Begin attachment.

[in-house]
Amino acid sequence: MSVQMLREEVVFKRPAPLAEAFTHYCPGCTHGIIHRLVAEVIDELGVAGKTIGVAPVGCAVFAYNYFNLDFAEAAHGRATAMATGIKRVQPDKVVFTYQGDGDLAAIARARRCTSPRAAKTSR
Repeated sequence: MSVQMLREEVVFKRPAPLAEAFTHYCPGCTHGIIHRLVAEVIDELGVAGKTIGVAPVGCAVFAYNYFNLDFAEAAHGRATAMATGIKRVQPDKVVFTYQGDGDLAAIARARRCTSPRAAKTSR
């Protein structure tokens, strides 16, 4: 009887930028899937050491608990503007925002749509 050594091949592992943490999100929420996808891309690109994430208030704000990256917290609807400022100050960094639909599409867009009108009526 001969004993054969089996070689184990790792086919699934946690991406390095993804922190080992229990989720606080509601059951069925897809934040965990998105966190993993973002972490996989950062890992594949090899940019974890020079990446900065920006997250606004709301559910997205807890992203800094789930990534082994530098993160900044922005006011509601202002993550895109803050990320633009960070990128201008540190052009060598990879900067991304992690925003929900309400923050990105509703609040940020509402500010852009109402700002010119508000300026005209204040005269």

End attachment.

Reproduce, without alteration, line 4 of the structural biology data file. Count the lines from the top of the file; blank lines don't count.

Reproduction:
């Protein structure tokens, strides 16, 4: 009887930028899937050491608990503007925002749509 050594091949592992943490999100929420996808891309690109994430208030704000990256917290609807400022100050960094639909599409867009009108009526 001969004993054969089996070689184990790792086919699934946690991406390095993804922190080992229990989720606080509601059951069925897809934040965990998105966190993993973002972490996989950062890992594949090899940019974890020079990446900065920006997250606004709301559910997205807890992203800094789930990534082994530098993160900044922005006011509601202002993550895109803050990320633009960070990128201008540190052009060598990879900067991304992690925003929900309400923050990105509703609040940020509402500010852009109402700002010119508000300026005209204040005269």